Over the past few years equine parasite control guidelines have been on a roller coaster ride. Many veterinarians now recommend owners focus their attention on horses with the highest parasite burdens, but how can you tell which horses are infected? Researchers recently tested whether a stall-side fecal test could identify horses with high internal parasite burdens.
At the 2014 American College of Veterinary Internal Medicine Forum, held June 4-7 in Nashville, Tennessee, Nicola Kerbyson, BVMS, Cert. AVP (EM), MRCVS, shared the study's results in a poster presentation.
Kerbyson, a PhD student at the University of Glasgow, in Scotland, worked with colleagues to determine if albumin contained in horses' feces was related to the otherwise healthy animals' parasite burdens; the team measured albumin levels via a commercially available fecal blood test, produced by SUCCEED.
The researchers collected feces from 21 mature horses of mixed breeds and ages to test for albumin and to perform fecal egg counts on. Prior to the study, all the horses underwent an annual ELISA test to screen for tapeworms. Then the researchers administered moxidectin (which targets small strongyles) to all horses and praziquantel (which targets tapeworms) to horses whose fecal egg counts indicated high tapeworm burdens. Two weeks after anthelmintic administration, Kerbyson and colleagues repeated the albumin tests, fecal egg counts, and tapeworm ELISAs.
The team determined that albumin was significantly more likely to be present in horses' feces prior to deworming than after deworming; 81% of the horses were positive for albumin prior to deworming while only 29% were positive after deworming. Of those horses, five were positive both before and after deworming, and one tested negative before deworming and positive after. However, there was no association between the presence of albumin and the severity of the horses' parasite burden.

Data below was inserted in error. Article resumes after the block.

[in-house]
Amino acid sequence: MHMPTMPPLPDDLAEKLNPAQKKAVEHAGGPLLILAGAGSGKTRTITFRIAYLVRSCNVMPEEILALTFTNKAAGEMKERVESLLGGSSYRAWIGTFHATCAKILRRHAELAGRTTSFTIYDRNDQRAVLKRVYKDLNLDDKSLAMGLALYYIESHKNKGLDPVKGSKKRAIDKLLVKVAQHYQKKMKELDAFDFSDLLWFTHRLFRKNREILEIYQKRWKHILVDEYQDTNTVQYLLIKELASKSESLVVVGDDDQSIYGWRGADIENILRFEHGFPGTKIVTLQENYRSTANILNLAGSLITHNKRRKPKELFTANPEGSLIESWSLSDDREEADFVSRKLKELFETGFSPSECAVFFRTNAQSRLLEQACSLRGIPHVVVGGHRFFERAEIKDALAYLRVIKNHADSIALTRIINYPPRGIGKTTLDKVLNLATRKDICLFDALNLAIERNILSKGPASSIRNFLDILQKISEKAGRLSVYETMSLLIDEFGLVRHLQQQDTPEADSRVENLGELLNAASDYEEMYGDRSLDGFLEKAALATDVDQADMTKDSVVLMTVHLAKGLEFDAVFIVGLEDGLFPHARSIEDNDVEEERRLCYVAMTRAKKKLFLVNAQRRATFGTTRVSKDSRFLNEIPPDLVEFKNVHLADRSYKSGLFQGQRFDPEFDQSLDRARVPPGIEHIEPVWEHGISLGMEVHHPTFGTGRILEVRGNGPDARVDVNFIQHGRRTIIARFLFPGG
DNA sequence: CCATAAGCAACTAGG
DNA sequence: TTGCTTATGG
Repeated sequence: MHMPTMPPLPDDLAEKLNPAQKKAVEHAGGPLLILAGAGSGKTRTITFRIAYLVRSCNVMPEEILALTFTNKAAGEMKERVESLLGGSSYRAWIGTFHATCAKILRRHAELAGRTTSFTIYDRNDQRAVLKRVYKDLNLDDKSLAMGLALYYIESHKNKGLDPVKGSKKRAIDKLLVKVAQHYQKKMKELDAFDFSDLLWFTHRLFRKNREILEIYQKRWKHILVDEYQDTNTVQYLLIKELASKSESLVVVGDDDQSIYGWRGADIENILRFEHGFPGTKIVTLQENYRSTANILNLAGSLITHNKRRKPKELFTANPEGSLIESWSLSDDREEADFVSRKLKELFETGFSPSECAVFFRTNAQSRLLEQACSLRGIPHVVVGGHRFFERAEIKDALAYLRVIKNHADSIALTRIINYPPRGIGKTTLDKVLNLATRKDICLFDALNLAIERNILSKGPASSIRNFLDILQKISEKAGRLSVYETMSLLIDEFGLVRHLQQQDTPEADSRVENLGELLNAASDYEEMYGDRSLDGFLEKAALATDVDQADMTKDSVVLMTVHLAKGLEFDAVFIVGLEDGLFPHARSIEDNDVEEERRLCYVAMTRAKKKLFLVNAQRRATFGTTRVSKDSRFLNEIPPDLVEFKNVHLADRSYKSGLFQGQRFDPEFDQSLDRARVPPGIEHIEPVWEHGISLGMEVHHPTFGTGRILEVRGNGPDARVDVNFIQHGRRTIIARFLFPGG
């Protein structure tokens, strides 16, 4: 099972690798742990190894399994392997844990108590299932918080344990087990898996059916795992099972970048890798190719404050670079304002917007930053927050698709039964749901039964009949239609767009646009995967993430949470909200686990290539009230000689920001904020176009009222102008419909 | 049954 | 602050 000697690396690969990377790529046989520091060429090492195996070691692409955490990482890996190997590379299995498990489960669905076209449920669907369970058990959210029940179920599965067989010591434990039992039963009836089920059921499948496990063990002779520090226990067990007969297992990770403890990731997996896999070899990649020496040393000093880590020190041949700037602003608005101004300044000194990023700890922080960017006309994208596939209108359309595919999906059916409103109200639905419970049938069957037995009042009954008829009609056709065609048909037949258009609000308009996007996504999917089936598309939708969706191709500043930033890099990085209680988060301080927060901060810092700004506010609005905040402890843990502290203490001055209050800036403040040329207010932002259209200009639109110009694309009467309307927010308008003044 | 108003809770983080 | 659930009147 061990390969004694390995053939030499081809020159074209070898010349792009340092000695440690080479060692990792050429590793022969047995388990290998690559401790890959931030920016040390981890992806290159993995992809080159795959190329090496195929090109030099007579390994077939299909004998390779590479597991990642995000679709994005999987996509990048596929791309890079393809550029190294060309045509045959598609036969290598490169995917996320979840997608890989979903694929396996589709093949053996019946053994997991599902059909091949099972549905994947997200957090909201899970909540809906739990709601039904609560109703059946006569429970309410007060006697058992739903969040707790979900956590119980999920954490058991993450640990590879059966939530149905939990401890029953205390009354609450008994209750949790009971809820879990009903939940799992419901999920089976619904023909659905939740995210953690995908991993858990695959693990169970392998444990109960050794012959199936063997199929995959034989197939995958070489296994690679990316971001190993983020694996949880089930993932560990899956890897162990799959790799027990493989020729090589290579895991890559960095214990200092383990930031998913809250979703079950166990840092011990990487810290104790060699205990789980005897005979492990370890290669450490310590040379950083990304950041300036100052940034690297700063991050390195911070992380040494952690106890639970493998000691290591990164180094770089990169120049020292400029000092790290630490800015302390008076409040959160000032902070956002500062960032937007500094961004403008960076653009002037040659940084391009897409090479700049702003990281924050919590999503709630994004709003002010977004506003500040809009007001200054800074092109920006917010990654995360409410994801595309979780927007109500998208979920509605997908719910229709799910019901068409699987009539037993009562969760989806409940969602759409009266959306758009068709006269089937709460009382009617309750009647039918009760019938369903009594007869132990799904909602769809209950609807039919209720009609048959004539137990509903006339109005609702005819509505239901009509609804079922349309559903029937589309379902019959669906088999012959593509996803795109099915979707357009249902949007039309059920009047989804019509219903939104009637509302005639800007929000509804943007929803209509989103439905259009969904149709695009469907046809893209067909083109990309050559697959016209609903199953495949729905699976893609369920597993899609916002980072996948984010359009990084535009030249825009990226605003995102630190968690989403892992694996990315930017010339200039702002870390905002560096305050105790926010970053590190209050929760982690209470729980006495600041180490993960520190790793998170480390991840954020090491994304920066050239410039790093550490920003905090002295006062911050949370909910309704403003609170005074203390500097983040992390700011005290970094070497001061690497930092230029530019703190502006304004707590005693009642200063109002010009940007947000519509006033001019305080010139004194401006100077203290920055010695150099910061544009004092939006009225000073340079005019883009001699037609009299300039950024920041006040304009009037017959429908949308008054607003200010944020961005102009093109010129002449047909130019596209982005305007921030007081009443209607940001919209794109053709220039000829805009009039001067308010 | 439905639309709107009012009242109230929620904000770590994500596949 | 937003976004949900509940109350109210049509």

Still, Kerbyson concluded, "This work indicates that parasite burden is associated with the likelihood of positive fecal albumin using the fecal occult blood detection kit."
Kerbyson told The Horse that fecal albumin is an indicator of disease anywhere in the large intestine caused by a variety of conditions (such as ulceration and inflammatory bowel disease), so it's not a specific indicator of a parasite burden. But she and colleagues are currently working to better understand colonic disease in horses and the types of pathologies that accompany it.
Kerbyson and colleagues are currently repeating the parasite burden study on a larger population of horses and are hoping to "identify associations between the specific parasite burden of an individual horse and the detection of fecal albumin," she said. "We are working with a welfare charity as we are keen to test horses with much higher burdens of parasites—something which is difficult to find in most well-managed populations. We hope to eventually establish something along the lines of, 'horses with a roundworm burden of more than X eggs per gram or a tapeworm burden of X (measured using the ELISA) are significantly more likely to have a positive fecal albumin than those without."
In the future Kerbyson hopes owners will be able to work with their veterinarians to use the test in their parasite control programs: "I think that this test will always be best utilized under the direction of the veterinarian, but it has the advantage of being a stall-side test (that takes 10 minutes to complete), so it may be able to give an early indicator that a horse has a significant parasite burden, prior to the results of fecal egg count testing or tapeworm ELISA being available."
Disclaimer: Seek the advice of a qualified veterinarian before proceeding with any diagnosis, treatment, or therapy.